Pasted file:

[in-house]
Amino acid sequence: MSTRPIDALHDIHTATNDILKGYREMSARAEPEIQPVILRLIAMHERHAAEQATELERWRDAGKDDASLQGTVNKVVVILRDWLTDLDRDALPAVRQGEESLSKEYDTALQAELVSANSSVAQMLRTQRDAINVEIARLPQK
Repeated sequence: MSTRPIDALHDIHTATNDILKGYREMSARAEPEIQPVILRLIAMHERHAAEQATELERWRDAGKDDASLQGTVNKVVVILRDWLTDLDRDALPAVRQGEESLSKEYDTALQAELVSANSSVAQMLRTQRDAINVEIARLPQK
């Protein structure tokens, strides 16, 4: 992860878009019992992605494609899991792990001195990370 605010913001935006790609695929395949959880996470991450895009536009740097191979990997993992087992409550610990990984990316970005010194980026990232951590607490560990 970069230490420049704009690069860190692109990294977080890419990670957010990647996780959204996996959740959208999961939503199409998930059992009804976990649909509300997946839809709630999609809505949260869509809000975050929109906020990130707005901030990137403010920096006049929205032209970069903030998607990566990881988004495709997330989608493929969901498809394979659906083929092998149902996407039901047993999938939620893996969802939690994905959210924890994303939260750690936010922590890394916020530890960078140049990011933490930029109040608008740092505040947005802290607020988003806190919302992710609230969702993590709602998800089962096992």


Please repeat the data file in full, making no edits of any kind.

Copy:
[in-house]
Amino acid sequence: MSTRPIDALHDIHTATNDILKGYREMSARAEPEIQPVILRLIAMHERHAAEQATELERWRDAGKDDASLQGTVNKVVVILRDWLTDLDRDALPAVRQGEESLSKEYDTALQAELVSANSSVAQMLRTQRDAINVEIARLPQK
Repeated sequence: MSTRPIDALHDIHTATNDILKGYREMSARAEPEIQPVILRLIAMHERHAAEQATELERWRDAGKDDASLQGTVNKVVVILRDWLTDLDRDALPAVRQGEESLSKEYDTALQAELVSANSSVAQMLRTQRDAINVEIARLPQK
């Protein structure tokens, strides 16, 4: 992860878009019992992605494609899991792990001195990370 605010913001935006790609695929395949959880996470991450895009536009740097191979990997993992087992409550610990990984990316970005010194980026990232951590607490560990 970069230490420049704009690069860190692109990294977080890419990670957010990647996780959204996996959740959208999961939503199409998930059992009804976990649909509300997946839809709630999609809505949260869509809000975050929109906020990130707005901030990137403010920096006049929205032209970069903030998607990566990881988004495709997330989608493929969901498809394979659906083929092998149902996407039901047993999938939620893996969802939690994905959210924890994303939260750690936010922590890394916020530890960078140049990011933490930029109040608008740092505040947005802290607020988003806190919302992710609230969702993590709602998800089962096992």